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UCLA Professor Shannon Speed‘s new book, Incarcerated Stories: Indigenous Women Migrants and Violence in the Settler-Capitalist State, examines the myriad forms of violence that Indigenous women from the Americas face. Dr. Speed, UCLA American Indian Studies Center Director and Gender Studies and Anthropology Professor, characterizes the structural violence these women endure as “neoliberal multicriminalism” where economic and political policies render them vulnerable. Her book uses a critically engaged, activist-research approach, specifically ethnographic practices, to record and recount stories from Indigenous women in U.S. detention. Dr. Speed demonstrates that these women’s vulnerability to individual and state violence is not rooted in a failure to exercise agency. Rather, it is a structural condition, created and reinforced by settler colonialism, which consistently deploys racial and gender ideologies to manage the ongoing business of occupation and capitalist exploitation.

Interview Chapters:

0:04 – Introduction

0:51 – What are the myriad forms of violence that Indigenous women from the Americas face?

4:05 – What do the women’s stories reveal?

5:22 – Can you elaborate on your term “neoliberal multicriminalism”?

11:15 – What nuance can you get out of a critically engaged, activist-research approach?

12:55 – How does the book help us understand contemporary times? And how does it challenge and combat “multicriminalism”?

To learn more, check out Professor Speed’s book, Incarcerated Stories: Indigenous Women Migrants and Violence in the Settler-Capitalist State.

 

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LA Social Science recently spoke with Dr. Shannon Speed, a citizen of the Chickasaw Nation, Professor of Anthropology, and Director of the UCLA American Indian Studies Center, about the newly launched Hate Crime Map. This research and application looks to address the need for a publicly available resource documenting hate crimes.

Hate Crimes are a national and global human rights problem. According to the latest FBI statistics, hate crimes in the United States rose almost 22% between 2015 and 2018, with the vast majority reported as motivated by race, ethnicity or ancestry bias (59.6% in 2018). However, due to under reporting and inconsistent definitions of hate crime among states, statistics are notoriously unreliable, while the need for a publicly available resource documenting hate crimes is great.

The Hate Crime Map addresses this need by offering an anonymous, crowd-sourced platform for victims of hate-based assault and crime to record their experiences. In addition, the map includes a subset of COVID-related hate crimes. It is searchable, producing pie charts and tables that break down the types and causes (race, gender, religion) of the attacks by state so that researchers and policy makers have more complete information. The map includes data provided by ProPublica, the Stop AAPI Hate Reporting Center, and from published and online sources.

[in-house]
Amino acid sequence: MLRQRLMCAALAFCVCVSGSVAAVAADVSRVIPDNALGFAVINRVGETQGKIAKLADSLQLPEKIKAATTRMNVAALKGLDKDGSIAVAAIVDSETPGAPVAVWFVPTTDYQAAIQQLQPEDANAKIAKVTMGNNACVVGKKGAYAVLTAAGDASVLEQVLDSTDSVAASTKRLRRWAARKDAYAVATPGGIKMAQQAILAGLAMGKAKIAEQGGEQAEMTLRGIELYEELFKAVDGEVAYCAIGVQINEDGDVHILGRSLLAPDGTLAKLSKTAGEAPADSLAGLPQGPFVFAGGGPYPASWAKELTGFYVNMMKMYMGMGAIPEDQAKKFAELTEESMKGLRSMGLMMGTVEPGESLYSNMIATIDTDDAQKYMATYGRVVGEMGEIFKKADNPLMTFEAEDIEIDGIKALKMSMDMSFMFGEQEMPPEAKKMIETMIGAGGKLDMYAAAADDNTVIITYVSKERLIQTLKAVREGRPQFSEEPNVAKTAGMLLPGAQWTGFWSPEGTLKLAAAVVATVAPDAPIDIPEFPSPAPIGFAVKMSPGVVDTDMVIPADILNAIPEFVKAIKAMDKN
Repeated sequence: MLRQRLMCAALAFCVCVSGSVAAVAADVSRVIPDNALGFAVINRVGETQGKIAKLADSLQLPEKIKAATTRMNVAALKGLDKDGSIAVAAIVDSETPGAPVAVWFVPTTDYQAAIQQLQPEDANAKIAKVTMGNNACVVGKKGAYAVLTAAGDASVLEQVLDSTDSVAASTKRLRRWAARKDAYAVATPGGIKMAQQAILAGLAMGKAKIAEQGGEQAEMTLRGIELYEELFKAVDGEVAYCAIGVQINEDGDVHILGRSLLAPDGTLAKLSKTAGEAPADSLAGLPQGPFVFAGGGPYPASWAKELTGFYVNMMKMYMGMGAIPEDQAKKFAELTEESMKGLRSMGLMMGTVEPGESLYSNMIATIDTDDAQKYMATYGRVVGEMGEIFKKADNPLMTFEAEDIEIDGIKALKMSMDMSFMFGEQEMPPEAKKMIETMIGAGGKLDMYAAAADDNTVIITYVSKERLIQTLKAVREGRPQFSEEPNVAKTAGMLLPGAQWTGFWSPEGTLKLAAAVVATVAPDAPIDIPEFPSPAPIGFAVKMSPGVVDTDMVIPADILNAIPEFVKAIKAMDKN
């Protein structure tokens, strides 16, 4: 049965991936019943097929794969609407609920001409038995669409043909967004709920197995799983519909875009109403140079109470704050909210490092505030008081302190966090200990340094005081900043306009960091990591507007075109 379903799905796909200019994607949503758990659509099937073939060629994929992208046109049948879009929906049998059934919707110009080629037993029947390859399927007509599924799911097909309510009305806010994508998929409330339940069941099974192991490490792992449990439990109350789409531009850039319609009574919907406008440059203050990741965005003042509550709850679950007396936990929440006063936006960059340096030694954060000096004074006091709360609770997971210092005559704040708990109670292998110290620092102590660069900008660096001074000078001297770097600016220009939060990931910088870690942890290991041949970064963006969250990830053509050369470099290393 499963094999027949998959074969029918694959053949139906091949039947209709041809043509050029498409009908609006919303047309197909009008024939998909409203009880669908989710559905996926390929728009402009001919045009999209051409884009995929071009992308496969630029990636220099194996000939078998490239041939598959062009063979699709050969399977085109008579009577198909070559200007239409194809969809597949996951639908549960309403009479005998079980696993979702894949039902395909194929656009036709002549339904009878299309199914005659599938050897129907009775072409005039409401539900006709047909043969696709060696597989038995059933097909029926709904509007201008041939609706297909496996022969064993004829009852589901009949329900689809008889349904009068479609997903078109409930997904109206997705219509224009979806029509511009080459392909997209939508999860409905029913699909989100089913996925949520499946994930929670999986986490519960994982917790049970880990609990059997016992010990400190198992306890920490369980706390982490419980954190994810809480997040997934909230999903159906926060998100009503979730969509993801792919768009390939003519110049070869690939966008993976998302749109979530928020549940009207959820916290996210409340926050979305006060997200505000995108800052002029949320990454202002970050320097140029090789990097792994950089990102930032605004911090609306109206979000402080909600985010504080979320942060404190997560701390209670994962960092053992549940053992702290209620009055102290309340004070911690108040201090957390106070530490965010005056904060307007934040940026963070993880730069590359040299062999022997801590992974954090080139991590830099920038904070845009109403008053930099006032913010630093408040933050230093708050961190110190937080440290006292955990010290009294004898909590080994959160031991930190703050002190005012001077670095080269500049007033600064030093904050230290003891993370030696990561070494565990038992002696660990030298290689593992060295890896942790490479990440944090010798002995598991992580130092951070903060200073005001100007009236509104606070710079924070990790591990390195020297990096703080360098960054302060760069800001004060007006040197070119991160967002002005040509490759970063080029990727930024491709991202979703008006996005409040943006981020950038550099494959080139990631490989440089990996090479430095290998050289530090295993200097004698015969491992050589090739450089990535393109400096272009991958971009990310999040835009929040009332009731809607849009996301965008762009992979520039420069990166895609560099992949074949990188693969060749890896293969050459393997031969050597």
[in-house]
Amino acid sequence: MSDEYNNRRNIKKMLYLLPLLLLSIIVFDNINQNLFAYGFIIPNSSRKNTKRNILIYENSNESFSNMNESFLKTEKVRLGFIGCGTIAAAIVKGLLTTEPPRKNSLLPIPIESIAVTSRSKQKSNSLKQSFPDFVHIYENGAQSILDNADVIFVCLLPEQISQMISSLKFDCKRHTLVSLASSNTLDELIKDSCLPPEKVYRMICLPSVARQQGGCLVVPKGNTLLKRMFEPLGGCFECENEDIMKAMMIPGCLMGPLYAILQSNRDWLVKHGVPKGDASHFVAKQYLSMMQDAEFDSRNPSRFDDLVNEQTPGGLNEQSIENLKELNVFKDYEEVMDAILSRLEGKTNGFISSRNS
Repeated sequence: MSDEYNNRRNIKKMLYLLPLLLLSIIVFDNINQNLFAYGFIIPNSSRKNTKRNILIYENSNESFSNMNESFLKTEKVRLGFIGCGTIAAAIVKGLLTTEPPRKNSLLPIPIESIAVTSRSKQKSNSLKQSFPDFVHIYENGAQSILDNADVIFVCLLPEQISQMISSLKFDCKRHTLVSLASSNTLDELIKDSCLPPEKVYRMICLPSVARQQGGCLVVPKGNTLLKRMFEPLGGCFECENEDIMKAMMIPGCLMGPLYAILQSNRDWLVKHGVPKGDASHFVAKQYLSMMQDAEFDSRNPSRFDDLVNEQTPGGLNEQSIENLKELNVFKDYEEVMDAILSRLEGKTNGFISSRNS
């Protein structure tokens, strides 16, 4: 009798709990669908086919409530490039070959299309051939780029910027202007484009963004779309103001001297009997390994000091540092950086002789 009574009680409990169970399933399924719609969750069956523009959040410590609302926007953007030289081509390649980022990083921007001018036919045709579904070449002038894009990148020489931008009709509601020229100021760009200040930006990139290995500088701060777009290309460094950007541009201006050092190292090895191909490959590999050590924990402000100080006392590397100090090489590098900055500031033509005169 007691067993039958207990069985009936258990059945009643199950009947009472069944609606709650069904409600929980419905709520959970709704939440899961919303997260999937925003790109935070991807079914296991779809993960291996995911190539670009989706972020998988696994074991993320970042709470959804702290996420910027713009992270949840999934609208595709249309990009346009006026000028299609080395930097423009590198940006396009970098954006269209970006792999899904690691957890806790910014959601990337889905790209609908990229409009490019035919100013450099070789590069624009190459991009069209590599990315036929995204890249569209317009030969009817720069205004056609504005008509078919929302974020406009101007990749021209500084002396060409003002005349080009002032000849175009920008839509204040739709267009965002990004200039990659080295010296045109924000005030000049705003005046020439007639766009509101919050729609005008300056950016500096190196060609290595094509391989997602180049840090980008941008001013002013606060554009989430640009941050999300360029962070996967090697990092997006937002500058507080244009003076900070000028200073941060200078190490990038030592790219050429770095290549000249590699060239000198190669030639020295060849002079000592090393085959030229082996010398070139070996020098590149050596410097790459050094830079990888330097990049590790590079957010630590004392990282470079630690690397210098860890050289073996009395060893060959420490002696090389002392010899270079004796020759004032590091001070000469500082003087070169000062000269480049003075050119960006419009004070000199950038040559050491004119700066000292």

www.hatecrimemap.com

Stop Hate: Map the Attack!

To read the UCLA Newsroom story about the launch of the Hate Crime Map, click HERE.

 

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As many states begin to reopen after the coronavirus shutdown, American Indian communities are reporting some of the highest rates of COVID-19. With Professors Randall Akee, Shannon Speed, and Desi Rodriguez-Lonebear as the lead researchers, UCLA’s American Indian Studies Center (AISC) and the Ralph J. Bunche Center for African American Studies are working to comprehensively document the disparate impact of the pandemic on Black, Indigenous, and other historically marginalized communities. They have created this publicly-accessible resource where the COVID-19 cases and deaths can be tracked by tribal nation and states on a weekly basis.

Dr. Mishuana Goeman (Tonawanda Band of Seneca), Associate Professor of Gender Studies, Chair of American Indian Studies IDP, and Special Advisor to the Chancellor on Native American and Indigenous Affairs, discussed the importance of this project and shared the following with LA Social Science:

The AISC and our faculty at UCLA care deeply about serving American Indian Communities. Our expertise in research combined with communities needs to do what we do best in mapping the [COVID-19] data in AI communities—provide reliable and important information that enhances solutions to our most difficult and current issues we face. The data on American Indian communities is often sparse and inaccurate, this project is exemplary in the Data Sovereignty movement where UCLA has strong leadership by Randall Akee and Desi Rodriguez-Lonebear who represent us on the global level.

 

Professor Akee, one of the lead researchers, told LA Social Science the following about the project:

“This is work that is based off of data that an online newspaper called Indian Country Today has been collecting and verifying by tribal reservation affiliation or location for American Indians and Alaska Natives that are reported to have COVID-19 as either a case of death. It was our idea at the Bunche Center and American Indian Studies Center to put this into a usable format (graphically) for others that might be interested in this topic at the reservation-level. Thus, these figures, to the best of our knowledge [are] the only depiction of the progression of cases at the tribal/reservation-level for American Indian and Alaska Natives. We’ve all seen the state graphs and those for other countries, but this is the first for these tribal governments. it is hoped that we can continue to update this weekly with their data and this may be useful for administrators in these communities.”

To learn more about this tracking resource and to check out the interactive graphs, click HERE.

 

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